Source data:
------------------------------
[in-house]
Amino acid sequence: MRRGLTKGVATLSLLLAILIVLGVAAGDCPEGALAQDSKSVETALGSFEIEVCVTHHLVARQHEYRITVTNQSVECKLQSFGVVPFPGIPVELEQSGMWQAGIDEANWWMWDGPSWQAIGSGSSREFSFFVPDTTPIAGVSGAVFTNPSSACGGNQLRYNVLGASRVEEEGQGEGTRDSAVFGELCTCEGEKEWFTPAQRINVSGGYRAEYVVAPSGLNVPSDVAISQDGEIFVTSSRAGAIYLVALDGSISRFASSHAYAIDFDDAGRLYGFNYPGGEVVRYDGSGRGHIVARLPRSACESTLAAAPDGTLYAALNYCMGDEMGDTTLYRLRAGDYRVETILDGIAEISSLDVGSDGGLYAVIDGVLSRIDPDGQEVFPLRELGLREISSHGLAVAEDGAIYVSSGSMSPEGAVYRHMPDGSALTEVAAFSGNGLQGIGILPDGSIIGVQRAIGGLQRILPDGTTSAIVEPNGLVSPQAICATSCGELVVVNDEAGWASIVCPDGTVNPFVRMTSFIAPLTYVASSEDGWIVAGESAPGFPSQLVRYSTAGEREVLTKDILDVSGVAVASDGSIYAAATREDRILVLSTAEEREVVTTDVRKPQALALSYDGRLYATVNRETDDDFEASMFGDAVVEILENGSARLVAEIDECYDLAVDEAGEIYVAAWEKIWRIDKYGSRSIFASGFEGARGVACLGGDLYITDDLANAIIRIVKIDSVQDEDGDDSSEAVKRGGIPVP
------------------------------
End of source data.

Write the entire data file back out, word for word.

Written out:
[in-house]
Amino acid sequence: MRRGLTKGVATLSLLLAILIVLGVAAGDCPEGALAQDSKSVETALGSFEIEVCVTHHLVARQHEYRITVTNQSVECKLQSFGVVPFPGIPVELEQSGMWQAGIDEANWWMWDGPSWQAIGSGSSREFSFFVPDTTPIAGVSGAVFTNPSSACGGNQLRYNVLGASRVEEEGQGEGTRDSAVFGELCTCEGEKEWFTPAQRINVSGGYRAEYVVAPSGLNVPSDVAISQDGEIFVTSSRAGAIYLVALDGSISRFASSHAYAIDFDDAGRLYGFNYPGGEVVRYDGSGRGHIVARLPRSACESTLAAAPDGTLYAALNYCMGDEMGDTTLYRLRAGDYRVETILDGIAEISSLDVGSDGGLYAVIDGVLSRIDPDGQEVFPLRELGLREISSHGLAVAEDGAIYVSSGSMSPEGAVYRHMPDGSALTEVAAFSGNGLQGIGILPDGSIIGVQRAIGGLQRILPDGTTSAIVEPNGLVSPQAICATSCGELVVVNDEAGWASIVCPDGTVNPFVRMTSFIAPLTYVASSEDGWIVAGESAPGFPSQLVRYSTAGEREVLTKDILDVSGVAVASDGSIYAAATREDRILVLSTAEEREVVTTDVRKPQALALSYDGRLYATVNRETDDDFEASMFGDAVVEILENGSARLVAEIDECYDLAVDEAGEIYVAAWEKIWRIDKYGSRSIFASGFEGARGVACLGGDLYITDDLANAIIRIVKIDSVQDEDGDDSSEAVKRGGIPVP